Rose and Rahm are just two shots off the lead after rounds of 68, but Thomas could only manage a one-over-par 73 and Spieth struggled to a 75 which featured four bogeys, a double bogey and an eagle on the short par-four 12th.
"I haven't had the best record here but it's a golf course that I like, I enjoy playing it and I feel like I should play well here," Johnson said after his lowest score and first bogey-free round at Sawgrass in 31 attempts.
"My expectation is the same for every tournament, I want to play well and put myself in a position to have a chance to win on Sunday."
Asked about the world ranking situation, Johnson added in a post-round interview broadcast on the PGA Tour's Twitter account: "Justin [Thomas] has been pretty close to me for a while. Every week I know there's a chance that someone can pass me.
"I definitely want to stay there, but if someone passes me it's not going to change anything, I'm still going to go back the next week and try to get it back. It was a big deal to get there and it's a big deal to stay there. I like being number one so I want to stay there."
Rose, who was playing alongside Tommy Fleetwood (69) and Ian Poulter (70) in an all-English group, was frustrated not to make more of a brilliant beginning to his round.
The Olympic champion started on the 10th and followed a birdie on the 11th by holing out from 96 yards for an eagle on the 12th, but then mixed three bogeys with four birdies.
"It was obviously a dream start but I didn't make much of it from that moment on," Rose told Sky Sports. "The 12th is a fun little hole, a risk-reward hole, and normally if you make eagle you think you're going to have a crack at the green.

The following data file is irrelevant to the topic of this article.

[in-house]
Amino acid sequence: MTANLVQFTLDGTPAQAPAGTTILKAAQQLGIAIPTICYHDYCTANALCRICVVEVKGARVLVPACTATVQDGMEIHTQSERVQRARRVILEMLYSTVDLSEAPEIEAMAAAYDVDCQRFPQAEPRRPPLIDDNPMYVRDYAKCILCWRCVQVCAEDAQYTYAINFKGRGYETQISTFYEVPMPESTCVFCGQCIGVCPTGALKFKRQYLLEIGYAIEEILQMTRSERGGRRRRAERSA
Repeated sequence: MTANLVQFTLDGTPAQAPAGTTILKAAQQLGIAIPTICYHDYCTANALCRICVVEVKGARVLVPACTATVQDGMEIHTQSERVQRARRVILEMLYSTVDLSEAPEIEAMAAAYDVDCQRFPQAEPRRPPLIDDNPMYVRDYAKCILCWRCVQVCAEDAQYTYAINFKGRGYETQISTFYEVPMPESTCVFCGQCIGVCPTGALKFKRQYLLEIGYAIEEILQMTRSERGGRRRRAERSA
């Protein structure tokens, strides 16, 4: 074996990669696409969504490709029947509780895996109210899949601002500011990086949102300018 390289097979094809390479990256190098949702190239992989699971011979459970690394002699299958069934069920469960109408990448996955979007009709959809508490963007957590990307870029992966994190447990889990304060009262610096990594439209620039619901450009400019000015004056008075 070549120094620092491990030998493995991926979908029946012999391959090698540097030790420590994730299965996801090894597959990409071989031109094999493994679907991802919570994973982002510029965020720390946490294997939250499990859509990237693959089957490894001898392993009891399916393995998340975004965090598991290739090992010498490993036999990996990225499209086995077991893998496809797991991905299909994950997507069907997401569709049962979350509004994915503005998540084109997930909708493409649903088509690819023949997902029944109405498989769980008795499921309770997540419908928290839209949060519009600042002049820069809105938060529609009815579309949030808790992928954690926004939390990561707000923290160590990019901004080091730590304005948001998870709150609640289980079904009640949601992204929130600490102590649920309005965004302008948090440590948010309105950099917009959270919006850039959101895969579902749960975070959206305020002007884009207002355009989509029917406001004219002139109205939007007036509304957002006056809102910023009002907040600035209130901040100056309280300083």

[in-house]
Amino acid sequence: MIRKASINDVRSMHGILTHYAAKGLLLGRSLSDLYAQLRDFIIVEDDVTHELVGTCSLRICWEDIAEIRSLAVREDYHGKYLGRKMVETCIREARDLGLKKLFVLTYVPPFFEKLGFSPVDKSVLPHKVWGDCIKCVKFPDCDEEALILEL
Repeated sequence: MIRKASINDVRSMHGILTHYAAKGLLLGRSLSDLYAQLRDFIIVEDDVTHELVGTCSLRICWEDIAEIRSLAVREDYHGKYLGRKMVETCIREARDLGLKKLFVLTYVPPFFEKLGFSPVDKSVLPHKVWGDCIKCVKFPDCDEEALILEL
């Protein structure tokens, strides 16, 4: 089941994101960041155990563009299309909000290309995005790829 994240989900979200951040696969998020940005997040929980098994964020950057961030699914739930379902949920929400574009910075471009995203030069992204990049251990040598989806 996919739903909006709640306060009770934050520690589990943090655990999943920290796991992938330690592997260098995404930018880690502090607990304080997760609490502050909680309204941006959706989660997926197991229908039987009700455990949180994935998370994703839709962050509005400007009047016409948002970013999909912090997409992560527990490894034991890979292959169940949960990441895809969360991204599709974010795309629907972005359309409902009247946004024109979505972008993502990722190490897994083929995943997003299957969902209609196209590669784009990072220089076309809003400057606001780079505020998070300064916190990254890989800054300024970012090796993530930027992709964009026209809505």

"But I liked where the pin was today, there's a really tough slope that's about six, eight feet to the right of the pin that makes chipping to that pin incredibly difficult and very inviting for a wedge shot.
"And I knew that I could put the wedge in there just a little bit to the right of the pin and let it spin down. As it happened I hit my wedge straight at it and it took one bounce, checked and went in."
Former champion Sergio Garcia held the lead on seven under par before dumping his tee shot on the par-three 17th - where he made a hole-in-one in the first round last year - into the water to run up a double bogey, with a bogey on the last leaving the Spaniard on four under.
But the marquee group of Tiger Woods, Phil Mickelson and Rickie Fowler fared even worse, Woods carding an eagle, two birdies and four bogeys in a level-par 72, Fowler returning a 74 and Mickelson a nightmare 79 after playing the last five holes in seven over par.
Second favourite is Cantlay, tipped at 66/1 by Ben Coley prior to the tournament and now 12/1.